What is the role of black police officers?
By Frederick H. Lowe
Three African-American police officers in Baltimore have been charged with a range of crimes related to the death of Freddie Gray, a 25 year-old man who suffered a severe neck injury after police arrested him and transported him in a paddy wagon. Gray’s death has been ruled a homicide by the Baltimore City State’s Attorney.
Police arrested Gray on April 12 and he slipped into a coma and died April 19th after undergoing surgery for three broken vertebrae and a broken voice box. It is still not clear why police even arrested Gray. His death sparked days of both violent rebellion and peaceful protest in Baltimore and elsewhere.
Gray’s death raises questions about the role African-American police officers play in arresting black suspects and the treatment of black suspects. Some African Americans once believed that black officers would be kinder in their treatment of black suspects since African Americans are often regarded with disdain that borders on hatred by whites, Hispanics and Asians.
Some African Americans have urged black mayors to take over their city’s police departments and recruit more black officers to end police brutality and unlawful arrests and shootings.
But it hasn’t always worked out that way.
Fred Rice, Chicago’s first African-American police superintendent, double promoted from lieutenant to deputy commander now disgraced former police officer Jon Burge.
Burge and his crew tortured more than 100 black men over 20 years, forcing them into confessing to crimes they did not commit. Rice was followed by two other African-American police superintendents, LeRoy Martin and Terry Hillard, who both knew about Burge’s brutal tactics but did nothing to get rid of him.
Burge was released from prison in October after serving 4 ½ years for lying about having meted out torture to black suspects, but due to the statute of limitations on his crimes, he was not prosecuted for torture.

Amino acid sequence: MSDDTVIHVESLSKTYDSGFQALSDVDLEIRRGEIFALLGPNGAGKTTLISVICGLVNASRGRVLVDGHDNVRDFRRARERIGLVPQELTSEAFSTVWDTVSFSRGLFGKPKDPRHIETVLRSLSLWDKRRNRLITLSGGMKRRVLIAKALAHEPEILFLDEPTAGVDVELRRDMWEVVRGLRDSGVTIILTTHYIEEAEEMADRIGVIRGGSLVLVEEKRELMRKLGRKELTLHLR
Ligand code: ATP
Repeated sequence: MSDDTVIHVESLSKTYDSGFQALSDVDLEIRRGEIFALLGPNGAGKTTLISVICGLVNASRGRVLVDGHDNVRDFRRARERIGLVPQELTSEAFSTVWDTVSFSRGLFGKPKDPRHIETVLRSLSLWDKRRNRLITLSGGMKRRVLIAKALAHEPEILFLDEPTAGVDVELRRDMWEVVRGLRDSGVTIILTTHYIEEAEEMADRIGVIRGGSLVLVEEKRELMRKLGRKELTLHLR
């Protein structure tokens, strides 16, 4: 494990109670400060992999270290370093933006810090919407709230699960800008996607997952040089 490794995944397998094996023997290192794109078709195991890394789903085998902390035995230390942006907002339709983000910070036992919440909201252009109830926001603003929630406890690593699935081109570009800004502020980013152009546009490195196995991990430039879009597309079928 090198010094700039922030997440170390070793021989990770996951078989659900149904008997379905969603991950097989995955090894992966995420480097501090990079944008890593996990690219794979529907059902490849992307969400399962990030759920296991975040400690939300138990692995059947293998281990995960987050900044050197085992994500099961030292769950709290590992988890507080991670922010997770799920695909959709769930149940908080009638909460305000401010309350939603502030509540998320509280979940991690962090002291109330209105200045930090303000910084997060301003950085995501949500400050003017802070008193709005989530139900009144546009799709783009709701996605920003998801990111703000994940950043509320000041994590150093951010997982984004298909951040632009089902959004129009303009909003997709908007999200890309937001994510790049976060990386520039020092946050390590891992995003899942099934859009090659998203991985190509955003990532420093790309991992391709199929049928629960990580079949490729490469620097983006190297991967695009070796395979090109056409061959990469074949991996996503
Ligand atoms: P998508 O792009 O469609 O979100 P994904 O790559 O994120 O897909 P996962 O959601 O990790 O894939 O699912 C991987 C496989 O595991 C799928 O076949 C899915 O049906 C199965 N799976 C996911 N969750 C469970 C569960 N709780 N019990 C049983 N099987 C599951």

The three black officers in Baltimore are Sgt. Alicia D. White, 30, Officer William G. Porter, 25, and Officer Caesar R. Goodson, Jr. 45. They were among six Baltimore police officers charged with crimes related to Gray’s death. The three white officers charged are: Lt. Brian W. Rice, 41, Officer Edward M. Nero, 29, and Officer Garrett E. Miller, 26.
- Miller is charged with two counts of second-degree assault, two counts of misconduct in office and one count of false imprisonment;
- Nero is charged with two counts of second-degree assault, two counts of misconduct in office and one count of false imprisonment
- Goodson is charged with one count of second-degree depraved- heart murder, involuntary manslaughter, second-degree assault, manslaughter by vehicle (gross negligence), manslaughter by vehicle (criminal negligence) and misconduct in office
- Rice is charged with one count of involuntary manslaughter, two counts of second-degree assault, two counts of misconduct in office and one count of false imprisonment
- White is charged with one count of involuntary manslaughter, second-degree assault and misconduct in office
- Porter is charged with one count of involuntary manslaughter, second-degree assault and misconduct in office.
Baltimore City State’s Attorney Marilyn Mosby said Gray died after suffering a severe and critical neck injury while being handcuffed, shackled by his feet and unrestrained inside a police van. “It is against police policy to transport a passenger without proper restraints such as a seat belt.”
If convicted, the officers charged face decades in prison. They were all released on bail Friday. Goodson, White, Porter and Rice paid bail at $350,000 each and Nero and Miller paid $250,000 each.
Gray’s death raises questions about the role black cops play in the arrests and deaths of African-Anerican suspects, but this isn’t the first time the issue has been discussed. Because of social media and the increase in citizen videotaping, cops of all races are subject to greater public scrutiny.
During a demonstration in Baltimore, one protestor held up a sign listing the names of black men shot to death by police. One of the names was Sean Bell, who was shot to death on November 25, 2006, by undercover New York City police officers. Bell and two friends had left his bachelor’s party at a Queens, N.Y., night club.
Five police officers, including two black cops, fired 50 shots into Bell’s car after one of the officers, Gescard Isnora, claimed he saw one of Bell’s friends holding a gun. Neither Bell nor his two friends, Trent Benefield and Joseph Guzman, were armed.
Marc Cooper, a black detective, fired five shots, and Isnora, another black cop, fired 11 shots. His actions set off the 50-shot fusillade. Isnora was forced to leave the NYPD. Cooper apparently is still with the NYPD.
I was a police reporter for the Chicago Tribune. A police commander told me told me that once an individual joins the department they no longer see black or white, they just see blue. I think that’s completely true for black cops, but not so true for white cops.